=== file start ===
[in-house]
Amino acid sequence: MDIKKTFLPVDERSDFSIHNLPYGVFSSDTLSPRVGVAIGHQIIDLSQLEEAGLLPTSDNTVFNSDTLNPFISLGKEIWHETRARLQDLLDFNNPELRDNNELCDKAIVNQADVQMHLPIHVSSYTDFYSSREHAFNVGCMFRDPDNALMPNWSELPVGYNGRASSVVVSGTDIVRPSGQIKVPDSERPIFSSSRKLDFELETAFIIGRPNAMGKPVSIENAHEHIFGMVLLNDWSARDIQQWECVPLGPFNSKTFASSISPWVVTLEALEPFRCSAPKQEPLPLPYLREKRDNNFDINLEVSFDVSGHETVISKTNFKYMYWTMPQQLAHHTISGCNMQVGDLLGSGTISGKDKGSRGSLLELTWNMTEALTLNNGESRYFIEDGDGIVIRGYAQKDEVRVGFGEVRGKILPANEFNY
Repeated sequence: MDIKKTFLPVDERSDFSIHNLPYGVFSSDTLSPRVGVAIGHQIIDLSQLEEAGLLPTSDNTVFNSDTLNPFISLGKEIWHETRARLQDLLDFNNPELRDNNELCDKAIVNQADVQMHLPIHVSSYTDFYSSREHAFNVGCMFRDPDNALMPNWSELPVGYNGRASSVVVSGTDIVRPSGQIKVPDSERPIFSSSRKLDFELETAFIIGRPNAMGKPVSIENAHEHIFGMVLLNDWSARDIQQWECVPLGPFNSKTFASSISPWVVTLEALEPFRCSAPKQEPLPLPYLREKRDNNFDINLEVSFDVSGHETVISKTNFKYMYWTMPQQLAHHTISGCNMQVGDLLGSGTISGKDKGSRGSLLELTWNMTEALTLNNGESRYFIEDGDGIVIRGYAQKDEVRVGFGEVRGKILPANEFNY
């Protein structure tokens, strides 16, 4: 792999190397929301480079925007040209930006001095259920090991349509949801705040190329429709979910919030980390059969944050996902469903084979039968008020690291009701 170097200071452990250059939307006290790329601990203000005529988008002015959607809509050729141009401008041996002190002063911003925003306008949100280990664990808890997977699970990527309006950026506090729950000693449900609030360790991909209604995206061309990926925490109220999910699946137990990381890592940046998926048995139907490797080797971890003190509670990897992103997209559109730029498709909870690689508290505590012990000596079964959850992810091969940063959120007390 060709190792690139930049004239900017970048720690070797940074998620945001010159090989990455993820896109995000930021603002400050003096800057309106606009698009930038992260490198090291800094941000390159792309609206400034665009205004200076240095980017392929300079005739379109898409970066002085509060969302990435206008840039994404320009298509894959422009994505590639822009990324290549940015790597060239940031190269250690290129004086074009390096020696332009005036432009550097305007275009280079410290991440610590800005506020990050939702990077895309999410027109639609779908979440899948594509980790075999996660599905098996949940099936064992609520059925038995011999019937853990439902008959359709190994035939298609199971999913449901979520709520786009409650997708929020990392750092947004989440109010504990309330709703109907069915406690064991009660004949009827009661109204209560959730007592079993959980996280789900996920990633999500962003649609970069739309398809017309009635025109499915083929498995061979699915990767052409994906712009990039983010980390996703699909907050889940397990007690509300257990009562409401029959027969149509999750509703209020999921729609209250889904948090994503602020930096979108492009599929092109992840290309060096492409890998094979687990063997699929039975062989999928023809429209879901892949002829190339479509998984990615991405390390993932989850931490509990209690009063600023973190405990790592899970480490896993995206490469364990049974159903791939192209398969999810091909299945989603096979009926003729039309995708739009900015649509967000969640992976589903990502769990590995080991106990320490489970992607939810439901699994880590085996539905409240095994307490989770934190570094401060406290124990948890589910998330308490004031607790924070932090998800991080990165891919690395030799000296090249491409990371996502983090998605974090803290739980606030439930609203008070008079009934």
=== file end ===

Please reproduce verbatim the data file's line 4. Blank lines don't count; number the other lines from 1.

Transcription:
């Protein structure tokens, strides 16, 4: 792999190397929301480079925007040209930006001095259920090991349509949801705040190329429709979910919030980390059969944050996902469903084979039968008020690291009701 170097200071452990250059939307006290790329601990203000005529988008002015959607809509050729141009401008041996002190002063911003925003306008949100280990664990808890997977699970990527309006950026506090729950000693449900609030360790991909209604995206061309990926925490109220999910699946137990990381890592940046998926048995139907490797080797971890003190509670990897992103997209559109730029498709909870690689508290505590012990000596079964959850992810091969940063959120007390 060709190792690139930049004239900017970048720690070797940074998620945001010159090989990455993820896109995000930021603002400050003096800057309106606009698009930038992260490198090291800094941000390159792309609206400034665009205004200076240095980017392929300079005739379109898409970066002085509060969302990435206008840039994404320009298509894959422009994505590639822009990324290549940015790597060239940031190269250690290129004086074009390096020696332009005036432009550097305007275009280079410290991440610590800005506020990050939702990077895309999410027109639609779908979440899948594509980790075999996660599905098996949940099936064992609520059925038995011999019937853990439902008959359709190994035939298609199971999913449901979520709520786009409650997708929020990392750092947004989440109010504990309330709703109907069915406690064991009660004949009827009661109204209560959730007592079993959980996280789900996920990633999500962003649609970069739309398809017309009635025109499915083929498995061979699915990767052409994906712009990039983010980390996703699909907050889940397990007690509300257990009562409401029959027969149509999750509703209020999921729609209250889904948090994503602020930096979108492009599929092109992840290309060096492409890998094979687990063997699929039975062989999928023809429209879901892949002829190339479509998984990615991405390390993932989850931490509990209690009063600023973190405990790592899970480490896993995206490469364990049974159903791939192209398969999810091909299945989603096979009926003729039309995708739009900015649509967000969640992976589903990502769990590995080991106990320490489970992607939810439901699994880590085996539905409240095994307490989770934190570094401060406290124990948890589910998330308490004031607790924070932090998800991080990165891919690395030799000296090249491409990371996502983090998605974090803290739980606030439930609203008070008079009934």